By Jared Chausow
By Katie Toth
By Elizabeth Flock
By Albert Samaha
By Anna Merlan
By Jon Campbell
By Jon Campbell
By Albert Samaha
It turned out that "John Brown" was fictitious and that both the order of protection and the domestic-violence incident report had been forged, according to prosecutors. Last October, Malone admitted to investigators that she had paid $500 to a woman named Cynthia who was selling Section 8 paperwork.
In October 2010, Malone was charged with grand larceny. She allegedly stole $14,000 worth of subsidies. Malone has pled not guilty, and the case is pending.
Over the past year, six women have been arrested for allegedly falsely claiming to be victims of domestic violence in order to obtain public housing or Section 8 housing vouchers. In another case, Chevelle Richardson filled out an application for her 20-year-old daughter, Chandera, that included not only a fabricated domestic-violence incident report and a phony order of protection but also a forged letter from the domestic-violence shelter organization Safe Horizon.
As the government cuts sharply back on its subsidized-housing programs, there may be greater incentive for people to falsify complaints. Because of long waiting lists and budget cuts in the program, the only people who are now permitted to apply for Section 8 subsidies are victims of domestic violence, youngsters who become too old to stay in foster care, and people in witness-protection programs. It's a crisis for people who would legitimately qualify for public housing: Officials say there are currently 130,000 people on the waiting list.
Rose Gill Hearn, commissioner of the city's Department of Investigation, says she finds the domestic-violence fakers to be especially repugnant: "I mean, there are real victims of domestic violence out there," she tells the Voice.
In February 2010, 21-year-old public-housing tenant Unique Jones put an ad on Craigslist to sublet her two-bedroom apartment in the heart of hipster-filled Williamsburg-Bushwick corridor. Her apartment, she wrote in the post, had "hardwood floors" and was located in a "peaceful area." The rent she asked for was a steal: "$400 a month with $800 security deposit."
Jones also noted something that, in less desperate times, might have scared potential renters away: "Public housing apt building," the ad read, "working class only."
But Jones had no shortage of responses to her ad for the apartment in the Williamsburg Houses, a 20-building residential complex built in 1937 on 12 blocks near Bushwick Avenue. According to the city's Department of Investigation, Jones defrauded eight people, including students, a security guard, and a couple. Jones took their deposit money but then, in most cases, prevented them from moving in.
One man, an exchange student from Thailand, told officials that he paid Jones $600 to move in but was given a key that did not work. She is accused of collecting $2,400 from two other prospective renters whom she prevented from moving in and, at the same time, collecting $2,400 from a man to whom she actually did rent the apartment, for six months beginning in March, say authorities.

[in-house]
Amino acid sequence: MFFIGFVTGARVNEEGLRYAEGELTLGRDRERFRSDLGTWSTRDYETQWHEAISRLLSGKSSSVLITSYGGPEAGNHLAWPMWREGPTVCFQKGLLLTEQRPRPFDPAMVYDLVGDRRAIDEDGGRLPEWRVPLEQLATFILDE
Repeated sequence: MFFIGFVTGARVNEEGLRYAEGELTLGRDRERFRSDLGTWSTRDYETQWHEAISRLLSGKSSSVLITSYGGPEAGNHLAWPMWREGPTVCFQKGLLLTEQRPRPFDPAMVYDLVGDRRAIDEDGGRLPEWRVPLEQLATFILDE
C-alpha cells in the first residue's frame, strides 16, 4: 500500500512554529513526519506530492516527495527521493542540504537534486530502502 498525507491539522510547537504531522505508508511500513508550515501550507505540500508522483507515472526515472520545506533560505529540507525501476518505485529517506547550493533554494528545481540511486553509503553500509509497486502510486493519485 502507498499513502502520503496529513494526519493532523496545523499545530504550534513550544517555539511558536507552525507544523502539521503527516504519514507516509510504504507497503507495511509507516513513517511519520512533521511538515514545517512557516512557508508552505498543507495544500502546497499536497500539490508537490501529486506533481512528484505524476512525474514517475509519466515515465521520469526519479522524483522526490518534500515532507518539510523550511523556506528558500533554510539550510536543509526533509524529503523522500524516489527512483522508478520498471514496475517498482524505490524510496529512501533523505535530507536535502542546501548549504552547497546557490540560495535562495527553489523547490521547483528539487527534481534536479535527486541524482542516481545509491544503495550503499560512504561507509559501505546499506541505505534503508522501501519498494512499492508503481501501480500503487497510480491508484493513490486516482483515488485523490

Her actual rent was $256 a month, which meant she defrauded the city of around $3,500.
Jones was charged with grand larceny, petty larceny, and fraud. According to authorities, she is still at large.
Victims of the scam told investigators that they weren't aware that it was illegal for New York City Housing Authority tenants to sublet their apartments.
Kill the Super
Shayne Sinclair had an onerous, but ostensibly simple, task. Errol Irving, one of the tenants in a Brooklyn boarding house at 1485 East 51st Street, near Avenue L in Flatlands, owed three weeks' worth of back rent.
It amounted to several hundred dollars, and the 40-year-old super had great incentive to go to the boarding house on the evening of February 4 to collect it. According to news reports, he himself hadn't been paid by the landlord for three weeks—and he was also struggling financially, trying to take care of his wife and baby daughter.
For his trouble, Sinclair was stabbed in the chest by the 60-year-old Irving, say police, who found him unconscious at the boarding house at about 8:30 p.m. The super was rushed to Brookdale University Hospital, where he died.
Irving has been charged with second-degree murder, according to news reports, and he already had a miserable track record as a human being: He had been released from prison in 2007 after serving 20 years for sodomy and sexual abuse, according to news reports. At last report, Irving was being held without bail in jail, where rent is free.
The super's family was, of course, devastated. They say that Sinclair would have been paid by the landlord after collecting Irving's overdue rent. The Daily News quoted a relative as saying, "He wasn't doing anything wrong. All he wanted was his pay. He left home to go look for a paycheck, and he's dead now."
The family told reporters that Sinclair was a kind and gentle man and that he had planned to move from the city with his wife and daughter when he could afford to.
In the wee hours of December 1, 2009, the use of a mattress kept people awake at an apartment building at 683 East 222nd Street in the Wakefield neighborhood of the Bronx. But not for the usual reason.
Omari Richards, 26, the basement tenant in a building owned by George Shim, 37, was quarreling with Shim's fiancée, according to news reports and police.